Title:2017 Buick LaCrosse Full-Size Luxury Sedan - OVERVIEW
Published:23 november 2016
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General Motors claims to have put the LaCrosse through the same type of weight-loss regimen as the Cadillac CTS and the Chevrolet Camaro, 10Best Cars awardees that are spectacular to drive. Another new GM product that recently lost a lot of weight is the new Chevy Malibu; the LaCrosse uses a longer-wheelbase version of the Malibu’s Epsilon II platform. The engineering team claims that this LaCrosse is nearly 300 pounds lighter than the outgoing car; fully half of that weight drop comes from a lighter steel structure.

Just as encouragingly, the LaCrosse uses GM’s new 3649-cc V-6, which also appears in the CTS and the Camaro, among other applications. For LaCrosse duty, the engine will produce about 305 horsepower and 268 lb-ft of torque (final numbers aren’t yet blessed by the SAE). That’s just barely more than what the old 3.6-liter V-6 in the previous LaCrosse mustered, but this V-6 will have less weight to contend with. It also pairs with a new eight-speed automatic (controlled by a funky new by-wire setup called Electronic Precision Shift) and comes standard with auto stop-start. All of that should aid the cause of fuel economy, although EPA figures are not yet available.

Buick probably could’ve gotten away with a more half-hearted redesign. Despite receiving few significant updates, the LaCrosse has moved 600,000 copies in the U.S. over the past decade—and more than 900,000 worldwide since 2009 (thanks, China!). So for the LaCrosse’s 2017 redo, Buick decided to keep the exterior recognizable as both a Buick and a LaCrosse, even though the model is all-new. Behold the new face of Buick, heavily influenced by the widely admired Avenir concept. The conservatively attractive 2017 LaCrosse, although certainly not the looker that the Avenir is, signifies a nice, if subtle, shift in the brand’s design direction. The grille has less chrome than current Buicks, but fans of shiny objects needn’t worry because there are still plenty of mirrorlike surfaces dressing up this car’s exterior. The tri-shield badges on the grille and the decklid have been colorized with the red, white, and blue shading of yore. Fortunately, Buick has downplayed some of its more questionable trademark styling cues: the fender VentiPorts are much less prominent, while the body-side sweep-spear is more cohesive.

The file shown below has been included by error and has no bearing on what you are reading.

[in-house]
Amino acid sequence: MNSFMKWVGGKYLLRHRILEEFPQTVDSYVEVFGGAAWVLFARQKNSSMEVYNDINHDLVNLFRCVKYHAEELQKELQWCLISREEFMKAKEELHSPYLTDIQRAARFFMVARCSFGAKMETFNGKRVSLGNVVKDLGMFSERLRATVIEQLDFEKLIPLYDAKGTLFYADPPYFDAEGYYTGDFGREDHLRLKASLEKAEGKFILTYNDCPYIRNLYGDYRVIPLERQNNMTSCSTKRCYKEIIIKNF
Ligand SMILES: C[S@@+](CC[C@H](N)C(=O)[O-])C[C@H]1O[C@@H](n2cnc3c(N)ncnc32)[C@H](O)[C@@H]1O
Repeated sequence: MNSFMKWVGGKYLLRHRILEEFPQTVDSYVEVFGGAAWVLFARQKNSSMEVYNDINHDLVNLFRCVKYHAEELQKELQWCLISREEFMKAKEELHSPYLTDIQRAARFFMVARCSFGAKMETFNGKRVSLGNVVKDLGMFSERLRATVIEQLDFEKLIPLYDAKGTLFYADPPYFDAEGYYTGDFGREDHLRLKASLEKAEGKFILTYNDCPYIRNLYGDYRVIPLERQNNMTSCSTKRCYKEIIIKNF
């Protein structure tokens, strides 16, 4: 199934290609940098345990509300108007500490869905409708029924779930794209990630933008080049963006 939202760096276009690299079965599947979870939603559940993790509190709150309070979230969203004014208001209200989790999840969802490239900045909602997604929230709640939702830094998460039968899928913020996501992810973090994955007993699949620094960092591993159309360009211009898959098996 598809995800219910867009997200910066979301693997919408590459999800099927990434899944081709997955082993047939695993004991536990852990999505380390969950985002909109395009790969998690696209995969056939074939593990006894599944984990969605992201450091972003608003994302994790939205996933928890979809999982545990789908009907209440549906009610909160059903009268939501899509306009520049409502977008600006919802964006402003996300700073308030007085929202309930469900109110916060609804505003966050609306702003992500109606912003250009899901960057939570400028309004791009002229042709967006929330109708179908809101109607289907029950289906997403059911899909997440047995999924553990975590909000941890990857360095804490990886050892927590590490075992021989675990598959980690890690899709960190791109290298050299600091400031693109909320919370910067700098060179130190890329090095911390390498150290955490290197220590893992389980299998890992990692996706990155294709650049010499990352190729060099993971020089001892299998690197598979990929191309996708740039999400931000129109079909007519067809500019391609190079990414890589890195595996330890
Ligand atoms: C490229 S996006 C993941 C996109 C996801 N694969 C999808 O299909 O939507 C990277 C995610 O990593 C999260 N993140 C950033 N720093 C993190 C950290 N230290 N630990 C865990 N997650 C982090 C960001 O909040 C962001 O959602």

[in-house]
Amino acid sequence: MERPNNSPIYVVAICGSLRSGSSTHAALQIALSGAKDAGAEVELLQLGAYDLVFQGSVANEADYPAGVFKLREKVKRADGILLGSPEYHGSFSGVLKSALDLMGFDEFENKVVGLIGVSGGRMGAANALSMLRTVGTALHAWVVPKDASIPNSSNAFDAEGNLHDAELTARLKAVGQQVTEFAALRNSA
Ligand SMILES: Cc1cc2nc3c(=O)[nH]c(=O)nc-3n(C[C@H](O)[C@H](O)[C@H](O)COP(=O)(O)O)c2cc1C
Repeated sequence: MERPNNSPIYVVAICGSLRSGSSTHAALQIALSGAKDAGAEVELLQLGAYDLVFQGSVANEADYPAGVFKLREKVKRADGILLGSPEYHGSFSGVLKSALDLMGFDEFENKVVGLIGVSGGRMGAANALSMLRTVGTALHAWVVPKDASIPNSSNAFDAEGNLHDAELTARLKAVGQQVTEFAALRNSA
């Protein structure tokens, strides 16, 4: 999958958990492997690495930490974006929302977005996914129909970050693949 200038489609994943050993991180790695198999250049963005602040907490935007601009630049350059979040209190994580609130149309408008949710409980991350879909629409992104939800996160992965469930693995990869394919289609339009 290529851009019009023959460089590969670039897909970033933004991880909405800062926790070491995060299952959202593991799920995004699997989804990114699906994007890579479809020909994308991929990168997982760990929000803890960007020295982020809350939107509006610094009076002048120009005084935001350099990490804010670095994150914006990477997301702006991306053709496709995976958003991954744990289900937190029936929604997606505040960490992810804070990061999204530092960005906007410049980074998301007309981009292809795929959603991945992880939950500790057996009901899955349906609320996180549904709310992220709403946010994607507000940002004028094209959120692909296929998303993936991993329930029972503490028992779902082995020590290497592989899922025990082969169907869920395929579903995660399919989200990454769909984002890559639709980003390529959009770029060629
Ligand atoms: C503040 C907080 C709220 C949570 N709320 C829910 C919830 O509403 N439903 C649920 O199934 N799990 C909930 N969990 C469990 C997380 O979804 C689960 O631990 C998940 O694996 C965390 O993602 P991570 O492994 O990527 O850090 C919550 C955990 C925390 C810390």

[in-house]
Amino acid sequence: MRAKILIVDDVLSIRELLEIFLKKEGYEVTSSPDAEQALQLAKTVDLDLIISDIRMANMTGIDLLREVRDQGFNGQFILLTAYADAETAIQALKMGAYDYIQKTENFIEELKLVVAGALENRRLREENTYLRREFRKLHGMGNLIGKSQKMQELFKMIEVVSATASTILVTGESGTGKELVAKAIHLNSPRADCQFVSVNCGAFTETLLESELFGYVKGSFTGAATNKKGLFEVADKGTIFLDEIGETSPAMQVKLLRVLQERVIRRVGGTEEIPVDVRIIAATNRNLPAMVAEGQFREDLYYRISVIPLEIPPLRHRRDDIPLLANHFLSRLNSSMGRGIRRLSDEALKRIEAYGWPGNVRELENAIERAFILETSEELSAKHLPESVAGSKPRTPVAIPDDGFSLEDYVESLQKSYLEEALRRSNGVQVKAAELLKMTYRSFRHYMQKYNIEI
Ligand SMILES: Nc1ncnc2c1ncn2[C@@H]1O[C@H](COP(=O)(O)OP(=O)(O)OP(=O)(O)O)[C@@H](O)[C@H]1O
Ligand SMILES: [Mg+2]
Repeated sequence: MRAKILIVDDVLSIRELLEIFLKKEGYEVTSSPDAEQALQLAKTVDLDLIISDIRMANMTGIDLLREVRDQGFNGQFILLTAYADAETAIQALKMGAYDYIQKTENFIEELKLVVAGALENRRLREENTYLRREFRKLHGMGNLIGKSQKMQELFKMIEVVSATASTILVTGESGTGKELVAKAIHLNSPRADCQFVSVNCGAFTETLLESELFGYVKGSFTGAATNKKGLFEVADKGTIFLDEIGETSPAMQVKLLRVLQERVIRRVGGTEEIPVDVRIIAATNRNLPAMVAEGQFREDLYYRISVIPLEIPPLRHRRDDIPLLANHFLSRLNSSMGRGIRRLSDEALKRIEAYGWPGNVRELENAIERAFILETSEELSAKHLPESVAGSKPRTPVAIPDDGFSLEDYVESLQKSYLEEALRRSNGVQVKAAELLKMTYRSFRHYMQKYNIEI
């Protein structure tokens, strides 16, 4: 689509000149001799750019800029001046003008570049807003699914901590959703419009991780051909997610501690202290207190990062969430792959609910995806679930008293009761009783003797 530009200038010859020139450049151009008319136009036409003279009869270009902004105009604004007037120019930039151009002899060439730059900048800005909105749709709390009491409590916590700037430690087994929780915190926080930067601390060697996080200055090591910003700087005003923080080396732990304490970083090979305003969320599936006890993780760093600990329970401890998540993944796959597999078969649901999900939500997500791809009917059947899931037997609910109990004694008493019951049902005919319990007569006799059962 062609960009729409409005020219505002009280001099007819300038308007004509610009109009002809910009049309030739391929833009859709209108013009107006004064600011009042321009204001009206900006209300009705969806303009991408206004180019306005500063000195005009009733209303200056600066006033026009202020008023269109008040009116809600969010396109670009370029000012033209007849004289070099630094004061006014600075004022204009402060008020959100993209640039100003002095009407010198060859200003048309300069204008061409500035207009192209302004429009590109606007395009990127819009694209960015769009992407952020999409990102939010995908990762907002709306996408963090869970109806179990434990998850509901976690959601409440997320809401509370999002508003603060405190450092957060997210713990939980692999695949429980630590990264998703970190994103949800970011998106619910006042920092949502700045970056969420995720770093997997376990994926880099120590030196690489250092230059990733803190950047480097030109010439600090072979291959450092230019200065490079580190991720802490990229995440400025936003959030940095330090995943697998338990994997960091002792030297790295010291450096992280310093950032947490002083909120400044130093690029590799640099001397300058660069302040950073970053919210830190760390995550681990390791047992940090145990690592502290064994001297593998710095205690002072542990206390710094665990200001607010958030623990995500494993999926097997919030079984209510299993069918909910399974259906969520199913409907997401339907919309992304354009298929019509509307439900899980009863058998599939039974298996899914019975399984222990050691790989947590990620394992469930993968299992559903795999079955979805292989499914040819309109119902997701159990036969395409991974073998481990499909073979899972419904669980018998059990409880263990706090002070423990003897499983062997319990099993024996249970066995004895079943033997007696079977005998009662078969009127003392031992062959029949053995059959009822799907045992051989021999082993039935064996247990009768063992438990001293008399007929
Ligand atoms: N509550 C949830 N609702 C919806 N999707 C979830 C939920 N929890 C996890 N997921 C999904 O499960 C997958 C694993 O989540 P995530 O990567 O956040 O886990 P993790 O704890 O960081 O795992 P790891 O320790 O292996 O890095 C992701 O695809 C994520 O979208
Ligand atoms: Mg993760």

Buick engineers acknowledge that their “customers are biased toward ride quality,” but they’ve made efforts to produce a car that has decent handling characteristics, too. To that end, the front-wheel-drive LaCrosse with 20-inch wheels (18s are standard) has GM’s HiPer Strut front suspension with Continuous Damping Control that can adjust the dampers every two milliseconds. All-wheel-drive models don’t get the HiPer Strut setup or the big wheels, but they do get the same twin-clutch AWD system that’s installed in the supersporty Ford Focus RS. Obviously the Buick won’t be tuned to behave like that rally rocket, but it should be quite capable in nasty weather. (Other vehicles that use the same GKN-supplied AWD hardware, which Yanssens describes as “anticipatory not reactionary,” include the Range Rover Evoque, the Lincoln MKZ, and the Cadillac XT5.)

High technology appears in other places, as well. The new LaCrosse will be available with all the au courant driver-assistance features, such as automatic park assist (for parallel and perpendicular spots), adaptive cruise control, forward-collision alert with pedestrian detection, as well as lane-departure warning and lane-keeping assist. In addition to 4G LTE Wi-Fi capability, Buick’s IntelliLink system will offer Apple CarPlay and Android Auto smartphone-mirroring.

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